Home / Accessories / Different Types of Interfacing for Sewing

Different Types of Interfacing for Sewing

Different Types of Interfacing for Sewing

Jahanara Akter
Lecturer, Dept. of Fashion Design
KCC Women’s College (Affiliated by Khulna University)
Khulna, Bangladesh
Email: fashionelongation@gmail.com




Interfacing is a supportive fabric placed between the facing and garment fabric. It is a third layer of fabric applied between two other layers to provide shape, stability and structure to garments and to enhance durability. It is used in buttonhole areas to keep them from stretching and distortion, in collars and cuffs to add crispness and in facings to give stability. Although hidden from view, it is a critical part of clothing construction. The necessity for interfacing is dependent on garment detail, fabric type and desired effects. It can make the difference between a professional looking garment and a disappointment.


Different types of interfacing:

There are various types of interfacing. A list of interfacing are given below.

  1. Fusible interfacing
  2. Non-fusible interfacing
  3. Wovens interfacing,
  4. Non-wovens interfacing
  5. Knits interfacing
Types of Interfacing
Types of Interfacing

1. Fusible interfacing:
Convenient to use as they there is a heat-activated adhesive on one side.  This can be ironed to the wrong side of your fashion fabric, giving complete contact. Among the all types of interfacing fusible interfacing are widely used.

2. Non-fusible/Sew In interfacing:
Is ideal for fabrics with textures or that can’t be ironed. It is meant to be sandwiched between layers of fabric and sewn into place.

3. Woven interfacing:
Created from warp and weft fibers interwoven together. This type doesn’t have any stretch, and will work well with any woven fabric.

4. Nonwoven interfacing:
Resembles fleece or felt. There isn’t a grain line, and you can cut it in any direction.

5. Knit interfacing:
A stretchy interfacing to use when you are using a knitted fabric, such as jersey, ribbed, double knit, etc.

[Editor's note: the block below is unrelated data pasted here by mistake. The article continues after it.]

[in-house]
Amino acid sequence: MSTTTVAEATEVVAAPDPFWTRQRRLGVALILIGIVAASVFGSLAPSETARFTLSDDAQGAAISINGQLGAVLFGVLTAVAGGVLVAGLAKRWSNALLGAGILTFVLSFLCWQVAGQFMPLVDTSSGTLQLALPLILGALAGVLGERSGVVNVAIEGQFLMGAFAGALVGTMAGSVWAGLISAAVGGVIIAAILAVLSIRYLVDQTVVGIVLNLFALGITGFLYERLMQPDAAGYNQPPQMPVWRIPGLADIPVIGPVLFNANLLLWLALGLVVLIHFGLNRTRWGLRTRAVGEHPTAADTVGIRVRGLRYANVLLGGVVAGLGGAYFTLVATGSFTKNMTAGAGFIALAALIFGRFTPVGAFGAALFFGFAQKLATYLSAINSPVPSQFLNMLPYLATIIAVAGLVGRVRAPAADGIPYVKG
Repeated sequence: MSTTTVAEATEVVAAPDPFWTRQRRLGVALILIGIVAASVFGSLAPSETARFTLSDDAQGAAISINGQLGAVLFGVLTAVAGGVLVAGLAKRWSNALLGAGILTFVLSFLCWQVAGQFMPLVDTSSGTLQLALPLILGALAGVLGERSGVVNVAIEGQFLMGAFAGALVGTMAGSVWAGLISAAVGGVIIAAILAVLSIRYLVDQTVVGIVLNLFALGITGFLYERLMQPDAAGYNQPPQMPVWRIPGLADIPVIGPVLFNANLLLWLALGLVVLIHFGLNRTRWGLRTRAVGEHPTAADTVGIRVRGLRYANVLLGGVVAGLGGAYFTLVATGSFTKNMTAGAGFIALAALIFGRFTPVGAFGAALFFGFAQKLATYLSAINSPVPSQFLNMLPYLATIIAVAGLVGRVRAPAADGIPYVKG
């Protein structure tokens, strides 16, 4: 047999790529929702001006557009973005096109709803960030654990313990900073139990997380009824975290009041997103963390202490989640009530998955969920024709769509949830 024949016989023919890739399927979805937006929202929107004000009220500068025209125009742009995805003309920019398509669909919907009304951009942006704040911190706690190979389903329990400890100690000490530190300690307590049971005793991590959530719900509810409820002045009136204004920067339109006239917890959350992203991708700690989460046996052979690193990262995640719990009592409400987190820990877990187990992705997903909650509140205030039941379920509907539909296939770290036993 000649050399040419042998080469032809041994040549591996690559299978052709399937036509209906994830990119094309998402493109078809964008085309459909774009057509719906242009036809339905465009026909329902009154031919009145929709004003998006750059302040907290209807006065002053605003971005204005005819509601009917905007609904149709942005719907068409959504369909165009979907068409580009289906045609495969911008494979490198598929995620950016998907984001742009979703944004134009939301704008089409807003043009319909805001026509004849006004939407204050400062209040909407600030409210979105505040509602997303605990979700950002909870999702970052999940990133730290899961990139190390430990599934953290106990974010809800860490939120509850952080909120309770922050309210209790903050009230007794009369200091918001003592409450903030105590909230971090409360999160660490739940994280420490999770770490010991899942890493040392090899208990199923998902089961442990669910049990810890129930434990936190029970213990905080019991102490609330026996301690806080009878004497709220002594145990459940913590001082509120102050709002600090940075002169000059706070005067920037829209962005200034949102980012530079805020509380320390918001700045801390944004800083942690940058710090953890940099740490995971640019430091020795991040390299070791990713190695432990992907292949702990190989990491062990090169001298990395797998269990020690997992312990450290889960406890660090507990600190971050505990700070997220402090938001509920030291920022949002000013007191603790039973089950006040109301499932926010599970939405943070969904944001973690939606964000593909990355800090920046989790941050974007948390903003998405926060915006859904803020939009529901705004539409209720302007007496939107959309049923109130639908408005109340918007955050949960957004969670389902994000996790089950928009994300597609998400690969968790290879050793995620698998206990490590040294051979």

Interfacing is used to:

  • Stabilize and prevent stretching where strain occurs, such as neckline, buttonholes, waistband, pocket edges.
  • Add shape to waistband, collar, cuffs, lapels, plackets and other detail areas.
  • Add body or crispness in cuffs, pocket flaps, pockets
  • Cushion bulky seams.
  • Reduce the frequency of pressing and
  • Increase life of garment.

Where to use interfacing?

Use interfacing wherever stability; shape or body is needed. While most patterns suggest where to use interfacing, you may want to use it in additional areas. Collars, except for cowl necks, turtlenecks and ribbing, benefit from the use of interfacing. Buttons and buttonholes have a nicer appearance when they are backed with interfacing. Cuffs and waistbands need the support that interfacing can provide.

Interfacing attachment
Interfacing attachment

Interfacing provides stability when applied to facings in collarless and sleeveless areas. Pockets and tie belts have more body when interfacing is used. Other detail areas may need interfacing to create a specific look. Interfacing is applied to the wrong side of the garment pieces in the upper collar, upper cuff and garment front. If it shows through, then the interfacing is applied to the facings.

Select interfacings that are compatible with the weight of the fabric, the crispness needed and the care you will give the garment. Check the label for care instructions.

Hair canvas is the traditional interfacing used for tailored wool garments, but other woven, non-woven or knit interfacings in either sew-in or fusible styles can also be used. If a sew-in is selected, drape the wool over the different weight interfacings to see which one gives the effect you want. If a fusible is selected, test it to make sure it gives the right amount of crispness and doesn’t change the surface of the wool. If you see a ridge where the interfacing ends, either pink the edge to prevent it from showing through, interface the facing or do the entire piece.

Most fusible interfacings will last through laundering and dry cleaning if they are applied properly. Pre-shrink the interfacing by placing it in hot water for 10 minutes. Blot excess moisture and air dry.

Follow the fusing instructions given by the manufacturer. If instructions state to use a dry iron and dry press cloth or a steam iron on wool setting and a damp press cloth, do so. It may take anywhere from 10 to 15 seconds to fuse the interfacing in place.



Coming For?

    different types of interfacing; types of interfacing; Types of Interfacing for Sewing; types of interfacing in sewing;

Leave a Reply

Your email address will not be published. Required fields are marked *

You may use these HTML tags and attributes: <a href="" title=""> <abbr title=""> <acronym title=""> <b> <blockquote cite=""> <cite> <code> <del datetime=""> <em> <i> <q cite=""> <s> <strike> <strong>